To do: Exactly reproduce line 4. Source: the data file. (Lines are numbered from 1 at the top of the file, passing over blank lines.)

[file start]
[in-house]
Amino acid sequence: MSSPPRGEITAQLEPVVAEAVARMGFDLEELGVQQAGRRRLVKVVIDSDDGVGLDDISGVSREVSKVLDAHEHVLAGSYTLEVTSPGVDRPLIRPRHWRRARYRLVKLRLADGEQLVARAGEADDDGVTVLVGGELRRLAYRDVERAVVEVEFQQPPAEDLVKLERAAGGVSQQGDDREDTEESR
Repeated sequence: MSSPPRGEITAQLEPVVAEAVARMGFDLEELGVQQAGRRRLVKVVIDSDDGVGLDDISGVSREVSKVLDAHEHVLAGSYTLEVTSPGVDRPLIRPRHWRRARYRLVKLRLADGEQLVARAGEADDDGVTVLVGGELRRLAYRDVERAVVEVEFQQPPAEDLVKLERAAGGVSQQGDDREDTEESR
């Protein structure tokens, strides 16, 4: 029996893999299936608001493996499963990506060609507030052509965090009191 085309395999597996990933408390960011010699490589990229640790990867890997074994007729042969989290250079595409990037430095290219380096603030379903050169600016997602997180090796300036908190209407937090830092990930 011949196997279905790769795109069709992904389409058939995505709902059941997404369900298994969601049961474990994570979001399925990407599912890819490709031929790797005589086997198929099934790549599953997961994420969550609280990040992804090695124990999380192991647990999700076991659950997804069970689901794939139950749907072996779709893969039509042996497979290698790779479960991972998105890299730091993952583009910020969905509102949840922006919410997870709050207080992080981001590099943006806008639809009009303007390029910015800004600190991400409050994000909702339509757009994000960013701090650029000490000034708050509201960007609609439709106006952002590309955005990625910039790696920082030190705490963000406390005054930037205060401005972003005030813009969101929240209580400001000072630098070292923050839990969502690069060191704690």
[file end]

């Protein structure tokens, strides 16, 4: 029996893999299936608001493996499963990506060609507030052509965090009191 085309395999597996990933408390960011010699490589990229640790990867890997074994007729042969989290250079595409990037430095290219380096603030379903050169600016997602997180090796300036908190209407937090830092990930 011949196997279905790769795109069709992904389409058939995505709902059941997404369900298994969601049961474990994570979001399925990407599912890819490709031929790797005589086997198929099934790549599953997961994420969550609280990040992804090695124990999380192991647990999700076991659950997804069970689901794939139950749907072996779709893969039509042996497979290698790779479960991972998105890299730091993952583009910020969905509102949840922006919410997870709050207080992080981001590099943006806008639809009009303007390029910015800004600190991400409050994000909702339509757009994000960013701090650029000490000034708050509201960007609609439709106006952002590309955005990625910039790696920082030190705490963000406390005054930037205060401005972003005030813009969101929240209580400001000072630098070292923050839990969502690069060191704690």